Nussbaum draws on her own experiences to discuss sexual assault by powerful men. Her main argument has a deeply depressing conclusion, consisting of advice to women:
Law cannot fix this problem. Famous men standardly get away with sexual harms, and for the most part will continue to do so. They know they are above the law, and they are therefore undeterrable. What can society do? Don’t give actors and athletes such glamor and reputational power. But that won’t happen in the real world. What can women do? Don’t be fooled by glamor. Do not date such men, unless you know them very, very well. Do not go to their homes. Never be alone in a room with them. And if you ignore my sage advice and encounter trouble, move on. Do not let your life get hijacked by an almost certainly futile effort at justice. Focus on your own welfare, and in this case that means: forget the law.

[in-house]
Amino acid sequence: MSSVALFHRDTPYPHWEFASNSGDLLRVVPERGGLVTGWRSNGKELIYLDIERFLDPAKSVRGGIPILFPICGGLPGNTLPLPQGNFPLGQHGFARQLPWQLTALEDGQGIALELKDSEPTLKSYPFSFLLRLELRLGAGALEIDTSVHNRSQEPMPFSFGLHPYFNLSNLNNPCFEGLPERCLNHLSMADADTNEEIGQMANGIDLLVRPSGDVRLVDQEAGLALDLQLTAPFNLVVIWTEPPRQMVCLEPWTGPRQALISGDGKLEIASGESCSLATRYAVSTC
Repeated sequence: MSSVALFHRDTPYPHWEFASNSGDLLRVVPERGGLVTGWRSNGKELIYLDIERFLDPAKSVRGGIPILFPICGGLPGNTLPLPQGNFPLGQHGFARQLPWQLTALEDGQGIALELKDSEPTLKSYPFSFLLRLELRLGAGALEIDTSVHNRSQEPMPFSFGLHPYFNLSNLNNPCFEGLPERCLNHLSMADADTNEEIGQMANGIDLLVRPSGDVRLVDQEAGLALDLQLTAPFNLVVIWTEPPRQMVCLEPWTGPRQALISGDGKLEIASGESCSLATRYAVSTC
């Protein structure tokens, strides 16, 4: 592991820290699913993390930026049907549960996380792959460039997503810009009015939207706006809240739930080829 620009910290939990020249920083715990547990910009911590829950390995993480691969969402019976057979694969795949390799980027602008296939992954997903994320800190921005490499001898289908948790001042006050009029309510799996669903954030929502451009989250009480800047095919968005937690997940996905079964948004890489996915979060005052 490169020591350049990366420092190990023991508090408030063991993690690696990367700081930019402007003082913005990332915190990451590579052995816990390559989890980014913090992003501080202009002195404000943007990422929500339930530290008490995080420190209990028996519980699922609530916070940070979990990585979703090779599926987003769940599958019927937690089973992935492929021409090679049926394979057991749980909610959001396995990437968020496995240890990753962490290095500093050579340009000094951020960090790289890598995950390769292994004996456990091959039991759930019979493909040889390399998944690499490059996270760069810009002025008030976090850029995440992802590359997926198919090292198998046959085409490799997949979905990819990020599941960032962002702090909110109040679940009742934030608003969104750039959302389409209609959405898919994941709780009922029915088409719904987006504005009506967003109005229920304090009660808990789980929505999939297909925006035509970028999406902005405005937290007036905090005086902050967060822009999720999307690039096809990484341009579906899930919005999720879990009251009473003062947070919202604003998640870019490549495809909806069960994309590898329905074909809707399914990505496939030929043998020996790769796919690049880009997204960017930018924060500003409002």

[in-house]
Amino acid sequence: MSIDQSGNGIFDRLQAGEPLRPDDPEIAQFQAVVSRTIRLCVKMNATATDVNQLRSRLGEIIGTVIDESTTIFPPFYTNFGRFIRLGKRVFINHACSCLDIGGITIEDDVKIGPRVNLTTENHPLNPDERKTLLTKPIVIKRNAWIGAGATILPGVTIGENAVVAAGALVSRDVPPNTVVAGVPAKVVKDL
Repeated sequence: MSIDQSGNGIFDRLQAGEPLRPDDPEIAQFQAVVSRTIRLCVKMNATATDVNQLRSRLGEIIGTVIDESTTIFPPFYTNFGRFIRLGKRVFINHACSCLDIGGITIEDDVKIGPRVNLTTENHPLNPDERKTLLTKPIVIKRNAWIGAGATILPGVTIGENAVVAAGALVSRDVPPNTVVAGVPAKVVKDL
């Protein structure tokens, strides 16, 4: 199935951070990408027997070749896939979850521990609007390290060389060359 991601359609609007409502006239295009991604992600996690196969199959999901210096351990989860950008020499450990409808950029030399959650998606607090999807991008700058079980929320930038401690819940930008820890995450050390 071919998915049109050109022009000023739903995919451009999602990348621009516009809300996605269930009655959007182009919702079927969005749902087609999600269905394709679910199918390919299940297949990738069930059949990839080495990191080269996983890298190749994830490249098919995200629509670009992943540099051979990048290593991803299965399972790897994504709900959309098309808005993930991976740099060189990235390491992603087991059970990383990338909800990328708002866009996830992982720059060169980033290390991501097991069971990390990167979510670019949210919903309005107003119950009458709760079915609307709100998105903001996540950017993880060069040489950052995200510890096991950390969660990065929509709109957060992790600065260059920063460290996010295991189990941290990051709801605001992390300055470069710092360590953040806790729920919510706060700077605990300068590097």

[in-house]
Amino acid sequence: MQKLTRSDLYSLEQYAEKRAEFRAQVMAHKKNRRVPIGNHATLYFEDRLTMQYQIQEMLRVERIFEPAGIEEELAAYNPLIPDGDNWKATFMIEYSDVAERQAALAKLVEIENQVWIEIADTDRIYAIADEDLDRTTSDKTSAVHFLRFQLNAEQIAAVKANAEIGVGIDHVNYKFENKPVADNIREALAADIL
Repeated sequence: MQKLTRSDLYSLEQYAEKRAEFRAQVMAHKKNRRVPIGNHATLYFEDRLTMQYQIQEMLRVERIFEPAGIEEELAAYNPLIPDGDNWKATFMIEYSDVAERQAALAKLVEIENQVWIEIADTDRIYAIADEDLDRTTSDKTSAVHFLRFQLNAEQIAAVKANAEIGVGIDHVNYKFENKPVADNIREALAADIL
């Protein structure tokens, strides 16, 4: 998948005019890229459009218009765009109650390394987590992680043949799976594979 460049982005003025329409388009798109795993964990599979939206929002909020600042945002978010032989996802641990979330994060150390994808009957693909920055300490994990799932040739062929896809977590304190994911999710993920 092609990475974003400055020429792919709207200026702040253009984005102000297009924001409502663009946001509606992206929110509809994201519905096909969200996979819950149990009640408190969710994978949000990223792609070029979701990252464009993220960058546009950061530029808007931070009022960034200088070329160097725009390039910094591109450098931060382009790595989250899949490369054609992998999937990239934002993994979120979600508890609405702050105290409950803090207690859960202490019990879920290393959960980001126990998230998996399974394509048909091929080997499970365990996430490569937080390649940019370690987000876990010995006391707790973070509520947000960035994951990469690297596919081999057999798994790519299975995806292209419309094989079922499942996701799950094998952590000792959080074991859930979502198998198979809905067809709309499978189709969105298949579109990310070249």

She also, in passing, raises an important issue about consent that (as she notes) is very much under-addressed.
Unlike the Cosby women, I certainly intended to consent to intercourse. What I did not consent to was the gruesome, violent, and painful assault that he substituted for intercourse. I remember screaming for help, to no avail, and I remember him saying, “It’s all part of sex.”
I’m inviting discussion of these issues. But I’m also urging people to keep our Be Nice rules even more firmly in mind than usual. These are difficult issues, and ones on which discussions quickly turn nasty. And, somehow, appallingly, a survivor’s testimony seems especially likely to bring out the worst online.